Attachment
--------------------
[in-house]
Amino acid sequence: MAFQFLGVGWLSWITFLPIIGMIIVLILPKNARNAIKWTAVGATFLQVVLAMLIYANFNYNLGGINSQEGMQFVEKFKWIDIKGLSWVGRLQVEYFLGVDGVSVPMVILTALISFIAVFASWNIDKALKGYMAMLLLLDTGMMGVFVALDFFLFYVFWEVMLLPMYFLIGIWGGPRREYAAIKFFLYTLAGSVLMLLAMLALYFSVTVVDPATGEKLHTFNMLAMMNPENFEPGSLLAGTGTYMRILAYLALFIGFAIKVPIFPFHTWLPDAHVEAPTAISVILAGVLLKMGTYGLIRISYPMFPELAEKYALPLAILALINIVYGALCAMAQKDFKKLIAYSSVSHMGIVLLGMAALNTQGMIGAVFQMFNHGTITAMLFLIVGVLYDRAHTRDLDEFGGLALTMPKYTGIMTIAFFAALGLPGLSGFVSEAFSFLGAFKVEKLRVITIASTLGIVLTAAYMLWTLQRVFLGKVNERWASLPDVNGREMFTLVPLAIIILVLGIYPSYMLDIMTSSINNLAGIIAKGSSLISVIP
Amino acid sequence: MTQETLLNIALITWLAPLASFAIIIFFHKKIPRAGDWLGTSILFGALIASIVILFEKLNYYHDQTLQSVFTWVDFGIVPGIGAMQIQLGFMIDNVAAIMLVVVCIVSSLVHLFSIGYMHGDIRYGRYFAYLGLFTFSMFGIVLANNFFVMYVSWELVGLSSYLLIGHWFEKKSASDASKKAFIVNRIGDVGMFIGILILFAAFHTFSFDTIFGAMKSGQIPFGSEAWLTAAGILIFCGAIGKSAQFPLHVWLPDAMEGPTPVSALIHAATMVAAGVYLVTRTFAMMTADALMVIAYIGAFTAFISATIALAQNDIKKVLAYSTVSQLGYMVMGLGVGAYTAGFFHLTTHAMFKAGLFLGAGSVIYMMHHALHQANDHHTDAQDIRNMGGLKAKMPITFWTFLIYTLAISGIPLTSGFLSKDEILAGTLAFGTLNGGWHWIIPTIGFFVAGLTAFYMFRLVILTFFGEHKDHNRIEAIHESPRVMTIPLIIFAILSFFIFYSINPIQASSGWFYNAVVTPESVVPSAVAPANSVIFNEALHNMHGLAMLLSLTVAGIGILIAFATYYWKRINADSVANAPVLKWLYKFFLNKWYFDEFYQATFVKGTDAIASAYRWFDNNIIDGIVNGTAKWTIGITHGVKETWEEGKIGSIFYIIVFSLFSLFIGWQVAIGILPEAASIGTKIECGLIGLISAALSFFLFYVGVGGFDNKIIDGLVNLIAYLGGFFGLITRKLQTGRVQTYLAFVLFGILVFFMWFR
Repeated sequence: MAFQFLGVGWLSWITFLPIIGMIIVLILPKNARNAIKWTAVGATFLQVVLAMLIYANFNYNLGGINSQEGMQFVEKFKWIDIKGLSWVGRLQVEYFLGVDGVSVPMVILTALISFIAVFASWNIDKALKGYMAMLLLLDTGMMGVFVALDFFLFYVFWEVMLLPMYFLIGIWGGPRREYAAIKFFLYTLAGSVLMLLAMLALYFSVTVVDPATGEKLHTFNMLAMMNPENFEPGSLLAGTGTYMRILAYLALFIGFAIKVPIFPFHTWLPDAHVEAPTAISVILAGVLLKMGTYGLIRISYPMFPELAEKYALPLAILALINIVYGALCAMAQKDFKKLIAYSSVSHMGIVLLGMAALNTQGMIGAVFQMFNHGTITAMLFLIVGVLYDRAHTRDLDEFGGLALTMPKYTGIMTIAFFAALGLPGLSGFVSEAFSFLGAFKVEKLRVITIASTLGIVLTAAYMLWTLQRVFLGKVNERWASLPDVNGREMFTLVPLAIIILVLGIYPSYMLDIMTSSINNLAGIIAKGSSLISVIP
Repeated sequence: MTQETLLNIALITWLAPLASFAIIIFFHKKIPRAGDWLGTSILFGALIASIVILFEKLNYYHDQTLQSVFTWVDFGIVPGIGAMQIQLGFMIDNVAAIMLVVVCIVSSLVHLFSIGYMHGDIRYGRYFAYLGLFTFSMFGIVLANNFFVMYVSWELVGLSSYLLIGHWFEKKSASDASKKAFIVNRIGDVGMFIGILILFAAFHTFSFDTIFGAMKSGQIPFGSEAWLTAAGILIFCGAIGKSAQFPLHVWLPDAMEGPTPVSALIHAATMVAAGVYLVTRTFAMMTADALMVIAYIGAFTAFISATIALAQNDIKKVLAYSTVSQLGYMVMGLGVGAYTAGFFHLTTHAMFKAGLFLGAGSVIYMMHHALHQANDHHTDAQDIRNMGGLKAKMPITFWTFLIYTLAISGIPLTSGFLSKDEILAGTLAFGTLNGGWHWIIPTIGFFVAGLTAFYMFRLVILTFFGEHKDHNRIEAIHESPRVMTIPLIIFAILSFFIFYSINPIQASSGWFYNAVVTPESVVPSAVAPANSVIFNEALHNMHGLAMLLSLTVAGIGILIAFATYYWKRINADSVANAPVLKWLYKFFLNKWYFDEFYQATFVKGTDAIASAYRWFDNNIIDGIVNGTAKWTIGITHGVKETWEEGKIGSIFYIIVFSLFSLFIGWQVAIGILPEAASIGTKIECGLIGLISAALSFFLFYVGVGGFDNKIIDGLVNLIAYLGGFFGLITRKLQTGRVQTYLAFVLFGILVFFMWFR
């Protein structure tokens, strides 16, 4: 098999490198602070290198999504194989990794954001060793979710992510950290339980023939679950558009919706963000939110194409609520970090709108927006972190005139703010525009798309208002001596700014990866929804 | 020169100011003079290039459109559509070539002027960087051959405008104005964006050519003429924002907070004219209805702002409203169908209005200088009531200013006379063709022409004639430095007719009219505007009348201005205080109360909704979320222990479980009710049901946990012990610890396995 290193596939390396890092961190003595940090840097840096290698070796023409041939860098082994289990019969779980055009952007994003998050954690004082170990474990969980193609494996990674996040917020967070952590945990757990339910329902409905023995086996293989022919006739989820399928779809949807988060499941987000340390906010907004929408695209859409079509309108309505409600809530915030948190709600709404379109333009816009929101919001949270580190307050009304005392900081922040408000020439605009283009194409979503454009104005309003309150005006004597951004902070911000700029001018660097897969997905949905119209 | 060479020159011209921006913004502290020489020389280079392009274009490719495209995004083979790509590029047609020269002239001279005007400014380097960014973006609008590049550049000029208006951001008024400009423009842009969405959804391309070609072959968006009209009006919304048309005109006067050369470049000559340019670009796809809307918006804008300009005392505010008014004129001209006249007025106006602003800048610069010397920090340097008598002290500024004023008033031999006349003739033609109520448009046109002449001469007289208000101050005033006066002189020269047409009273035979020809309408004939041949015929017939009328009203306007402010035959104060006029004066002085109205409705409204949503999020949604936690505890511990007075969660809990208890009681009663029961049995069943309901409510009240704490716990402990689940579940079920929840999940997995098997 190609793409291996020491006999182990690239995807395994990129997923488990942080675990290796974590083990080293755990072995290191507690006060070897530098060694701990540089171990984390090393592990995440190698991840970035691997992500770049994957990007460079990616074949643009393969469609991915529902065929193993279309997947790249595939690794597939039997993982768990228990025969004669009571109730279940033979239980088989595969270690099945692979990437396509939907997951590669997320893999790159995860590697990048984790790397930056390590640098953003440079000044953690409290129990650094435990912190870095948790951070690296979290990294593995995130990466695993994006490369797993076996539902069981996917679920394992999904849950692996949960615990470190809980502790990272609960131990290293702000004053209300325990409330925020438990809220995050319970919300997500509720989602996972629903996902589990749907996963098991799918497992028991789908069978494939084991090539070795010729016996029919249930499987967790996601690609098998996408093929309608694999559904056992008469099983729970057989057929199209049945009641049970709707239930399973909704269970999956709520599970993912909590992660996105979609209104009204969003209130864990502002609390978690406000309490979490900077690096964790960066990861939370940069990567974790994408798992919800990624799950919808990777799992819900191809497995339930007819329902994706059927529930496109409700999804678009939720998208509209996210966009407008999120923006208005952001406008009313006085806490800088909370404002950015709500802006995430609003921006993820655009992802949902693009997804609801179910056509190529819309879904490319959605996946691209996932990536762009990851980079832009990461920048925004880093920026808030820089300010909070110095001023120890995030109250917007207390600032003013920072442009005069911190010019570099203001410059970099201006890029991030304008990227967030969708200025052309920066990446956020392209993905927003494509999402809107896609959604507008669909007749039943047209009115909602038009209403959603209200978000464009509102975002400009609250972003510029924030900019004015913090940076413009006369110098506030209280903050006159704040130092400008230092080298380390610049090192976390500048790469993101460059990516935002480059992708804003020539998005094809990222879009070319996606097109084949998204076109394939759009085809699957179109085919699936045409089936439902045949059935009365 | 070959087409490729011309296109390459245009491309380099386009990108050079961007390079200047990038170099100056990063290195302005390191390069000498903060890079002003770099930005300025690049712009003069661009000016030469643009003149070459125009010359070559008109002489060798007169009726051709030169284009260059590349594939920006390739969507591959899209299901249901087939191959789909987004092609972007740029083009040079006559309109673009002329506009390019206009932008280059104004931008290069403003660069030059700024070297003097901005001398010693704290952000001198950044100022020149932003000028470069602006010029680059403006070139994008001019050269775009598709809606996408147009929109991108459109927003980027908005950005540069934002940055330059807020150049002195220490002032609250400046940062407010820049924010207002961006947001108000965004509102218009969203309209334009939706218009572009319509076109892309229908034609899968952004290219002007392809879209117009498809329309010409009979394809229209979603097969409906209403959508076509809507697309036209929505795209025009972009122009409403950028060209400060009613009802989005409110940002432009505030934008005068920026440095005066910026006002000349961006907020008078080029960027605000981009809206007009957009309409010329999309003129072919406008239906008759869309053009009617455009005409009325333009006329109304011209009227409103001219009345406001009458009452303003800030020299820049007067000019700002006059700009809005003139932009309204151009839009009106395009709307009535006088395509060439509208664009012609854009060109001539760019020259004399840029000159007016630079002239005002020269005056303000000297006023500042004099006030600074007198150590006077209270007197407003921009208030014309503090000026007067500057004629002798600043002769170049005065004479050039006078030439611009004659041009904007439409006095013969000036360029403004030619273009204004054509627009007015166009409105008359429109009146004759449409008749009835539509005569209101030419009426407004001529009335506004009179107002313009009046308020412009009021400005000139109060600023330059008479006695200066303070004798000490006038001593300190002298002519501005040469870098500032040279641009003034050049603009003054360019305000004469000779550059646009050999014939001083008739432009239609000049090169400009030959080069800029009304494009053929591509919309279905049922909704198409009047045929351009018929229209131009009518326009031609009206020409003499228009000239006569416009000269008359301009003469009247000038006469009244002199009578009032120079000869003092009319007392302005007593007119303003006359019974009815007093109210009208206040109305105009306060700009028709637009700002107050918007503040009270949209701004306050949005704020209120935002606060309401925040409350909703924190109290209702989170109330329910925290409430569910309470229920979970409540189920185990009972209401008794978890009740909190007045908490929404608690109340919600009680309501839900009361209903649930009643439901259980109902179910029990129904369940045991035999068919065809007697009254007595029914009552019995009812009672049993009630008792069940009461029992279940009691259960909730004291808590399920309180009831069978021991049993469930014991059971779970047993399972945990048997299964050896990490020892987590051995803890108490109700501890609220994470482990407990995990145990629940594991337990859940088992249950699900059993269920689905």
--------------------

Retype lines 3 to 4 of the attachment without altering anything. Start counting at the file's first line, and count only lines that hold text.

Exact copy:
Amino acid sequence: MTQETLLNIALITWLAPLASFAIIIFFHKKIPRAGDWLGTSILFGALIASIVILFEKLNYYHDQTLQSVFTWVDFGIVPGIGAMQIQLGFMIDNVAAIMLVVVCIVSSLVHLFSIGYMHGDIRYGRYFAYLGLFTFSMFGIVLANNFFVMYVSWELVGLSSYLLIGHWFEKKSASDASKKAFIVNRIGDVGMFIGILILFAAFHTFSFDTIFGAMKSGQIPFGSEAWLTAAGILIFCGAIGKSAQFPLHVWLPDAMEGPTPVSALIHAATMVAAGVYLVTRTFAMMTADALMVIAYIGAFTAFISATIALAQNDIKKVLAYSTVSQLGYMVMGLGVGAYTAGFFHLTTHAMFKAGLFLGAGSVIYMMHHALHQANDHHTDAQDIRNMGGLKAKMPITFWTFLIYTLAISGIPLTSGFLSKDEILAGTLAFGTLNGGWHWIIPTIGFFVAGLTAFYMFRLVILTFFGEHKDHNRIEAIHESPRVMTIPLIIFAILSFFIFYSINPIQASSGWFYNAVVTPESVVPSAVAPANSVIFNEALHNMHGLAMLLSLTVAGIGILIAFATYYWKRINADSVANAPVLKWLYKFFLNKWYFDEFYQATFVKGTDAIASAYRWFDNNIIDGIVNGTAKWTIGITHGVKETWEEGKIGSIFYIIVFSLFSLFIGWQVAIGILPEAASIGTKIECGLIGLISAALSFFLFYVGVGGFDNKIIDGLVNLIAYLGGFFGLITRKLQTGRVQTYLAFVLFGILVFFMWFR
Repeated sequence: MAFQFLGVGWLSWITFLPIIGMIIVLILPKNARNAIKWTAVGATFLQVVLAMLIYANFNYNLGGINSQEGMQFVEKFKWIDIKGLSWVGRLQVEYFLGVDGVSVPMVILTALISFIAVFASWNIDKALKGYMAMLLLLDTGMMGVFVALDFFLFYVFWEVMLLPMYFLIGIWGGPRREYAAIKFFLYTLAGSVLMLLAMLALYFSVTVVDPATGEKLHTFNMLAMMNPENFEPGSLLAGTGTYMRILAYLALFIGFAIKVPIFPFHTWLPDAHVEAPTAISVILAGVLLKMGTYGLIRISYPMFPELAEKYALPLAILALINIVYGALCAMAQKDFKKLIAYSSVSHMGIVLLGMAALNTQGMIGAVFQMFNHGTITAMLFLIVGVLYDRAHTRDLDEFGGLALTMPKYTGIMTIAFFAALGLPGLSGFVSEAFSFLGAFKVEKLRVITIASTLGIVLTAAYMLWTLQRVFLGKVNERWASLPDVNGREMFTLVPLAIIILVLGIYPSYMLDIMTSSINNLAGIIAKGSSLISVIP